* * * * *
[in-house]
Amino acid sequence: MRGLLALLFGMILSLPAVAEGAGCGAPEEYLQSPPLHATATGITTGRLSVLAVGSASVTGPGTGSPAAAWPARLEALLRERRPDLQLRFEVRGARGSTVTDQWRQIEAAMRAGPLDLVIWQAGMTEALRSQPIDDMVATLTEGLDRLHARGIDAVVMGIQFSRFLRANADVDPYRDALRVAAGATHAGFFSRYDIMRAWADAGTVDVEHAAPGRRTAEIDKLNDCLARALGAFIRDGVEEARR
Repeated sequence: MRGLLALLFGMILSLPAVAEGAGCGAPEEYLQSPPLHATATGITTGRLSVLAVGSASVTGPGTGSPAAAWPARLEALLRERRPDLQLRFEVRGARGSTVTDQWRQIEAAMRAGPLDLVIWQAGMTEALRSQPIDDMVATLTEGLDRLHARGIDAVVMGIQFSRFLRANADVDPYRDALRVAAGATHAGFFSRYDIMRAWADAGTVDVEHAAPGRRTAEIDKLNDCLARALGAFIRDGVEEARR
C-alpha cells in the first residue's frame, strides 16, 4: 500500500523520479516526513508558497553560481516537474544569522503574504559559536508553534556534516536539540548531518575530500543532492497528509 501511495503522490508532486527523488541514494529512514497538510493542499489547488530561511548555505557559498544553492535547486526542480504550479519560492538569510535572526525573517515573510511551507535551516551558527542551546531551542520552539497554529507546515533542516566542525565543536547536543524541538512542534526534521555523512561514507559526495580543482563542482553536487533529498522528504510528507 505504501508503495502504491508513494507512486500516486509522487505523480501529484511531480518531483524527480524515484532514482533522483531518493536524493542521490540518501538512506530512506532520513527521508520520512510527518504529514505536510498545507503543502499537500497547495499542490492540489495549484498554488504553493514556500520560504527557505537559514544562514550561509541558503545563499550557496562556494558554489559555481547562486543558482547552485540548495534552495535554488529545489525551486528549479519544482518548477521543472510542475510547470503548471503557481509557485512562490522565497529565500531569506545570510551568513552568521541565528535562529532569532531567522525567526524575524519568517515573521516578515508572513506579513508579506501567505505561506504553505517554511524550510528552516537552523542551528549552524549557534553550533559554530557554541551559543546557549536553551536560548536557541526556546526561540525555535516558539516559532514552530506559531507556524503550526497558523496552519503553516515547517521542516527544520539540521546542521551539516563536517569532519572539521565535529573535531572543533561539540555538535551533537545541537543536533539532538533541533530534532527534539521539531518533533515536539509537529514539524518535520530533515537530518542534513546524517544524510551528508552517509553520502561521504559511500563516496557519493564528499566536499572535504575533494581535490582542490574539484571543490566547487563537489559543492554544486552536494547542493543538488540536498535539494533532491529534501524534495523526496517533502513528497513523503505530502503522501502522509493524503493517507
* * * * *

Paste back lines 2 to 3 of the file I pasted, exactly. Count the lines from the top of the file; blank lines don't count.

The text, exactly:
Amino acid sequence: MRGLLALLFGMILSLPAVAEGAGCGAPEEYLQSPPLHATATGITTGRLSVLAVGSASVTGPGTGSPAAAWPARLEALLRERRPDLQLRFEVRGARGSTVTDQWRQIEAAMRAGPLDLVIWQAGMTEALRSQPIDDMVATLTEGLDRLHARGIDAVVMGIQFSRFLRANADVDPYRDALRVAAGATHAGFFSRYDIMRAWADAGTVDVEHAAPGRRTAEIDKLNDCLARALGAFIRDGVEEARR
Repeated sequence: MRGLLALLFGMILSLPAVAEGAGCGAPEEYLQSPPLHATATGITTGRLSVLAVGSASVTGPGTGSPAAAWPARLEALLRERRPDLQLRFEVRGARGSTVTDQWRQIEAAMRAGPLDLVIWQAGMTEALRSQPIDDMVATLTEGLDRLHARGIDAVVMGIQFSRFLRANADVDPYRDALRVAAGATHAGFFSRYDIMRAWADAGTVDVEHAAPGRRTAEIDKLNDCLARALGAFIRDGVEEARR